When the case is adjourned you will either be given a fixed date for the next hearing or the claimant (your lender) will need to reapply after a fixed period of time. If you have mortgage arrears you may have to pay off a fixed amount of the arrears each month as a condition of the adjournment. In the mean time you have the right to remain in your home without being evicted. If you do not keep to the conditions of the adjournment the judge is more likely to evict you when you return to court.

What does ‘striking out’ the case mean?

Striking out occurs when the judge decides there is no valid reason to evict you from your home. There are several reasons why a case may be struck out, including:

  • the claimant has not followed the correct procedure for bringing the case to court;
  • the claimant or their representative does not attend the hearing;
  • the arrears are cleared.

If the judge strikes out the case you have the right to remain in your home and will not be evicted. You will have the same rights and responsibilities as before. If the claimant (your lender) still wants to evict you they must start the repossession process again.

What is the ‘outright possession order’?

An outright repossession order means that the repossession order has been granted and you do not have the right to remain in your home at the end of a fixed period. This means the judge has found in favour of the claimant or your lender. The fixed period is traditionally 28 days after the repossession order is granted. If you think you will need more time, you must ask the judge at the hearing. More time is only granted in certain circumstances, for example, if you are ill or have children.

Even though the repossession order has been granted you can still negotiate with your lenders to stop you being evicted and losing your home. Stop Repossession Hull could stop you being evicted from the home you have invested so much time and love into by buying your home and/or renting it back to you. You can also ask the judge to suspend the outright order if you come to an agreement with your lenders to repay your debts.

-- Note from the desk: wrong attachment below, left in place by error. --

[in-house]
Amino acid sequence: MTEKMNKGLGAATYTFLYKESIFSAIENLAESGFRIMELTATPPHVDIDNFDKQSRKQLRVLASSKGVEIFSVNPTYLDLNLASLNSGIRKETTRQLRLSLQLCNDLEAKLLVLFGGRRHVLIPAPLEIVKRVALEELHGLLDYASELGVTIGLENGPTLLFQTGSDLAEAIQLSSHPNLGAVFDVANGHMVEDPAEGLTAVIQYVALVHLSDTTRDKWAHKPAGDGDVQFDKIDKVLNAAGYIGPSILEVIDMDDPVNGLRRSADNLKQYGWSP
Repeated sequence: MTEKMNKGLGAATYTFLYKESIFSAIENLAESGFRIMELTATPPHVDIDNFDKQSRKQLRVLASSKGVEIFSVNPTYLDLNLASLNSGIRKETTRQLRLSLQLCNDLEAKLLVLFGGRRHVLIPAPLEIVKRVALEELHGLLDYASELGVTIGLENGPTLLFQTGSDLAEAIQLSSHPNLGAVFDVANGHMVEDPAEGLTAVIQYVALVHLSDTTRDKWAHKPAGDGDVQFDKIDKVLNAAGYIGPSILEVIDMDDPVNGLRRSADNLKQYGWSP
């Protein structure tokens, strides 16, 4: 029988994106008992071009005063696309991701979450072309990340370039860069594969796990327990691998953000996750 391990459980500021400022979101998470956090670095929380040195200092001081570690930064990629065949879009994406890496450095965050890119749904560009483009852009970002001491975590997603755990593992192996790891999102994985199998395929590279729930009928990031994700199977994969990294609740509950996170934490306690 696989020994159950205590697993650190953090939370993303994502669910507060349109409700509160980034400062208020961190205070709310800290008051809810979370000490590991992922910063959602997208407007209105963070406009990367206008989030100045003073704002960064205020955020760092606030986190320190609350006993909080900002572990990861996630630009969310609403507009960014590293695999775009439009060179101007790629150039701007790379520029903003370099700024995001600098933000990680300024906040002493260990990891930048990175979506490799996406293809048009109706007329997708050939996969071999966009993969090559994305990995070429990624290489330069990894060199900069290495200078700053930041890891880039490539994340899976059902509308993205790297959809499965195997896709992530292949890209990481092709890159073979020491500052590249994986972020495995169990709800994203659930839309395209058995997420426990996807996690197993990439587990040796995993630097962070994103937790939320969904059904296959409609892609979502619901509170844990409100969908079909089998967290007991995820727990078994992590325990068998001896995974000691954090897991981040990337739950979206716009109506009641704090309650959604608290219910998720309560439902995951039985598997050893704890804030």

If you do not leave your house by the date outlined by the court, the claimant (your lender) can apply to the court for the bailiffs to evict you. You can not be physically removed from the house by anyone other than the bailiffs. Bailiffs have the powers to remove you and your family from your home, but, can not use force to do so.

If you have been given an eviction date by the court you can apply to the court to stop or delay the eviction if there is a strong reason to do so. This is known as a stay of execution. You can apply for this up until the day before you are evicted but, it is better to do this as soon as possible. You can get a stay of execution if you agree to sell your home to Stop Repossession Hull and clear your debts. Call us now to find out how we can help you.

What is a ‘suspended possession’ order?

A suspended possession is granted when the judge agrees that your lender should repossess your home but, it is not reasonable to do so immediately because of your circumstances. The judge will allow you to stay in your home as long as you keep to certain conditions. Usually the conditions are that you continue to make mortgage payments and also pay an agreed amount each month to pay off the arrears. However, do not agree to pay back more each month than you can afford because, if you default on your agreement, the judge will not be as sympathetic when you return to court. Once you have repaid your arrears you will simply need to pay your normal monthly mortgage or loan payments.

The conditions of the suspension will be outlined at the court hearing. If you do not keep to the agreement the claimant can apply to the court for the bailiffs to evict you. This may happen extremely quickly. You will receive a letter from the bailiffs giving you some advance warning of the eviction. There will not be another hearing unless you request a stay of execution to be granted by the court before the eviction.

If you feel you will be unable to keep to the conditions of the suspension contact your lender immediately, do not wait for the arrears to build up. If your circumstances have changed, for example, you have lost your job it may be possible to get the conditions of the order changed to make the payments more manageable. If you want to change the conditions of the order you will have to apply to the court and may have to pay a fee. If you are claiming benefits, you may be able to get help with these fees.

What is a time order?

If you have a secured loan or mortgage, the court may be able to reduce your payments by either: